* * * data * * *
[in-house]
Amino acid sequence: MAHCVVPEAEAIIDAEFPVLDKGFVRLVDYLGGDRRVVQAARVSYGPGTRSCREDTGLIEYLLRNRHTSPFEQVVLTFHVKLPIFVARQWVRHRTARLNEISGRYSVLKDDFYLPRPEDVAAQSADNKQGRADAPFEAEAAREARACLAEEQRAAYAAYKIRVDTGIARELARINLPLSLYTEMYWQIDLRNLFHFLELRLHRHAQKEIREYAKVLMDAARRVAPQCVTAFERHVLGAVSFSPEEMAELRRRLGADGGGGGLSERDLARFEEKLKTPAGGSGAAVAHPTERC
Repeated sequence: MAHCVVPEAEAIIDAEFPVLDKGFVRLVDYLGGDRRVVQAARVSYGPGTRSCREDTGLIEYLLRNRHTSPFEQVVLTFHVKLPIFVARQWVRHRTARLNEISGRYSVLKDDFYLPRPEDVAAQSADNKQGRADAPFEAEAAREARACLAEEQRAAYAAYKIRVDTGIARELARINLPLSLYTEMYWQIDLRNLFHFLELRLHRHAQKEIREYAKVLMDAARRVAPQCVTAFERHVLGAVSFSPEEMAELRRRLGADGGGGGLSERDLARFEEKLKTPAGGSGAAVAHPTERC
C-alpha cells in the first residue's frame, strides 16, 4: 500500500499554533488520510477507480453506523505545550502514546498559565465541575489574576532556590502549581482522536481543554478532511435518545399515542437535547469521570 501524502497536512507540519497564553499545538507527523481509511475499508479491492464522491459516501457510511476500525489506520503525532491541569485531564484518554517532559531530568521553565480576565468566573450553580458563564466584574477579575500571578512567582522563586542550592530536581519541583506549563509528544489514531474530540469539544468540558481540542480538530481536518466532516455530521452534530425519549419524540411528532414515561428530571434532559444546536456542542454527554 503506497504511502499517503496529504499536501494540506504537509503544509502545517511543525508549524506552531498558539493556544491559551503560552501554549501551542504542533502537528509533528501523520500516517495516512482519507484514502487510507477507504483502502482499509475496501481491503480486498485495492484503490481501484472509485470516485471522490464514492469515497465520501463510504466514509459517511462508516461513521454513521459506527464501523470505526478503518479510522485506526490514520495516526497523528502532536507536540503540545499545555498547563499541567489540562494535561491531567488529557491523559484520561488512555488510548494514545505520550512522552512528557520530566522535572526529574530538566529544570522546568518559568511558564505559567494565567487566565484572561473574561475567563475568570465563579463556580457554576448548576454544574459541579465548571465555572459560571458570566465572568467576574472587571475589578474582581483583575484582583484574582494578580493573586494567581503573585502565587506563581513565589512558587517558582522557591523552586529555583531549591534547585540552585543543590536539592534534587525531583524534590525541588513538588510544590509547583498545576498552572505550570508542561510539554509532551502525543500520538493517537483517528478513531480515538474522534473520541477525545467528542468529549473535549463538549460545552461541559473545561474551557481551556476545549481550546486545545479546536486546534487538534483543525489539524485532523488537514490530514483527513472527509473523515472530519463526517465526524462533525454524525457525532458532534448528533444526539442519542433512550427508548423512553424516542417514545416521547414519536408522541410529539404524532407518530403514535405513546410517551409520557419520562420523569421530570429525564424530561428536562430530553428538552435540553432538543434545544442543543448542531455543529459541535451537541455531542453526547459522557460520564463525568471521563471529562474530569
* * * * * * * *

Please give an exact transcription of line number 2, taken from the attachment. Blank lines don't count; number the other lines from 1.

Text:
Amino acid sequence: MAHCVVPEAEAIIDAEFPVLDKGFVRLVDYLGGDRRVVQAARVSYGPGTRSCREDTGLIEYLLRNRHTSPFEQVVLTFHVKLPIFVARQWVRHRTARLNEISGRYSVLKDDFYLPRPEDVAAQSADNKQGRADAPFEAEAAREARACLAEEQRAAYAAYKIRVDTGIARELARINLPLSLYTEMYWQIDLRNLFHFLELRLHRHAQKEIREYAKVLMDAARRVAPQCVTAFERHVLGAVSFSPEEMAELRRRLGADGGGGGLSERDLARFEEKLKTPAGGSGAAVAHPTERC